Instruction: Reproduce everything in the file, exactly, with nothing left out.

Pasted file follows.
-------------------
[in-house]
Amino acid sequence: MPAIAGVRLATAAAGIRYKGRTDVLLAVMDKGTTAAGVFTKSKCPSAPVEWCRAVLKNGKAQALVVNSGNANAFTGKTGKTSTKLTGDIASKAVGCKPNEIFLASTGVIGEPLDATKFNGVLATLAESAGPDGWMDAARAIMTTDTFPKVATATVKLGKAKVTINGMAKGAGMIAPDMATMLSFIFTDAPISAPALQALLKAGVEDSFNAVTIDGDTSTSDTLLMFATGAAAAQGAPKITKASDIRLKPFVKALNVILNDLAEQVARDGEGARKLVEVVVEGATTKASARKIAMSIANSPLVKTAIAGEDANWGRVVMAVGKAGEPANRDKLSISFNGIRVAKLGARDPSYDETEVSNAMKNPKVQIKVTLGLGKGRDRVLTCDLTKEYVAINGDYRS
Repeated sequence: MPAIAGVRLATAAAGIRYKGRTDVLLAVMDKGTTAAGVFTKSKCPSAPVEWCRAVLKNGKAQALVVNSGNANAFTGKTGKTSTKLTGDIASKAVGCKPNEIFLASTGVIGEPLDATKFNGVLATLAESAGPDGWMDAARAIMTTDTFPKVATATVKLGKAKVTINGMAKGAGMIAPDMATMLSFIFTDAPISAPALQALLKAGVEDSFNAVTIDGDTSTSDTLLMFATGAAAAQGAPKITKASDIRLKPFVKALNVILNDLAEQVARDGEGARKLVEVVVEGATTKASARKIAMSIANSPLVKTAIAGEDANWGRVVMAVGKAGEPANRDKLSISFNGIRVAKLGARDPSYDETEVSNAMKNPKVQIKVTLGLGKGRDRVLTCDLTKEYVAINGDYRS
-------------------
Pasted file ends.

[in-house]
Amino acid sequence: MPAIAGVRLATAAAGIRYKGRTDVLLAVMDKGTTAAGVFTKSKCPSAPVEWCRAVLKNGKAQALVVNSGNANAFTGKTGKTSTKLTGDIASKAVGCKPNEIFLASTGVIGEPLDATKFNGVLATLAESAGPDGWMDAARAIMTTDTFPKVATATVKLGKAKVTINGMAKGAGMIAPDMATMLSFIFTDAPISAPALQALLKAGVEDSFNAVTIDGDTSTSDTLLMFATGAAAAQGAPKITKASDIRLKPFVKALNVILNDLAEQVARDGEGARKLVEVVVEGATTKASARKIAMSIANSPLVKTAIAGEDANWGRVVMAVGKAGEPANRDKLSISFNGIRVAKLGARDPSYDETEVSNAMKNPKVQIKVTLGLGKGRDRVLTCDLTKEYVAINGDYRS
Repeated sequence: MPAIAGVRLATAAAGIRYKGRTDVLLAVMDKGTTAAGVFTKSKCPSAPVEWCRAVLKNGKAQALVVNSGNANAFTGKTGKTSTKLTGDIASKAVGCKPNEIFLASTGVIGEPLDATKFNGVLATLAESAGPDGWMDAARAIMTTDTFPKVATATVKLGKAKVTINGMAKGAGMIAPDMATMLSFIFTDAPISAPALQALLKAGVEDSFNAVTIDGDTSTSDTLLMFATGAAAAQGAPKITKASDIRLKPFVKALNVILNDLAEQVARDGEGARKLVEVVVEGATTKASARKIAMSIANSPLVKTAIAGEDANWGRVVMAVGKAGEPANRDKLSISFNGIRVAKLGARDPSYDETEVSNAMKNPKVQIKVTLGLGKGRDRVLTCDLTKEYVAINGDYRS